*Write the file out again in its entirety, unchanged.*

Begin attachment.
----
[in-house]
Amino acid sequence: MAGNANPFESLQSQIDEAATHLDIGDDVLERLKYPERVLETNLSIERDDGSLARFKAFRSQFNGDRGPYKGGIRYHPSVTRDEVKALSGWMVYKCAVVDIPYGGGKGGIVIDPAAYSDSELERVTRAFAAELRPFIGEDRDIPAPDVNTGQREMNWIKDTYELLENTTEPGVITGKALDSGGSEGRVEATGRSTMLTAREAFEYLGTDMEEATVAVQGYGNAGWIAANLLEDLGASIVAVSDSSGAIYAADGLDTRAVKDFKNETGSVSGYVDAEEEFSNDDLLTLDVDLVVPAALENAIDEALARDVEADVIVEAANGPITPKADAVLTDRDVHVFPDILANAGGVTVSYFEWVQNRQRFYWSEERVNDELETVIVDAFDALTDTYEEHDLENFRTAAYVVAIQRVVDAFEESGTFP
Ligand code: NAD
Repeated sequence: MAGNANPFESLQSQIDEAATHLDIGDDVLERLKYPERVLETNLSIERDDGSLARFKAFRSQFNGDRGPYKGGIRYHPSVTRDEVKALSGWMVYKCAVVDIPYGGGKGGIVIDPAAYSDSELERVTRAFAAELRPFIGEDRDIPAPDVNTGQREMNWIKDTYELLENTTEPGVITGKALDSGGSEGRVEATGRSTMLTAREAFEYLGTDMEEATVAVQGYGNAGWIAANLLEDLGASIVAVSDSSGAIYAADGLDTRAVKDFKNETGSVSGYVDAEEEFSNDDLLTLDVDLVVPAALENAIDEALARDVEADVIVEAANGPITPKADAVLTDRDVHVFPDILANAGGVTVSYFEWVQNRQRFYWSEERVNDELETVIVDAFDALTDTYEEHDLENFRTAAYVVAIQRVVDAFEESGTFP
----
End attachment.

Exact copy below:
[in-house]
Amino acid sequence: MAGNANPFESLQSQIDEAATHLDIGDDVLERLKYPERVLETNLSIERDDGSLARFKAFRSQFNGDRGPYKGGIRYHPSVTRDEVKALSGWMVYKCAVVDIPYGGGKGGIVIDPAAYSDSELERVTRAFAAELRPFIGEDRDIPAPDVNTGQREMNWIKDTYELLENTTEPGVITGKALDSGGSEGRVEATGRSTMLTAREAFEYLGTDMEEATVAVQGYGNAGWIAANLLEDLGASIVAVSDSSGAIYAADGLDTRAVKDFKNETGSVSGYVDAEEEFSNDDLLTLDVDLVVPAALENAIDEALARDVEADVIVEAANGPITPKADAVLTDRDVHVFPDILANAGGVTVSYFEWVQNRQRFYWSEERVNDELETVIVDAFDALTDTYEEHDLENFRTAAYVVAIQRVVDAFEESGTFP
Ligand code: NAD
Repeated sequence: MAGNANPFESLQSQIDEAATHLDIGDDVLERLKYPERVLETNLSIERDDGSLARFKAFRSQFNGDRGPYKGGIRYHPSVTRDEVKALSGWMVYKCAVVDIPYGGGKGGIVIDPAAYSDSELERVTRAFAAELRPFIGEDRDIPAPDVNTGQREMNWIKDTYELLENTTEPGVITGKALDSGGSEGRVEATGRSTMLTAREAFEYLGTDMEEATVAVQGYGNAGWIAANLLEDLGASIVAVSDSSGAIYAADGLDTRAVKDFKNETGSVSGYVDAEEEFSNDDLLTLDVDLVVPAALENAIDEALARDVEADVIVEAANGPITPKADAVLTDRDVHVFPDILANAGGVTVSYFEWVQNRQRFYWSEERVNDELETVIVDAFDALTDTYEEHDLENFRTAAYVVAIQRVVDAFEESGTFP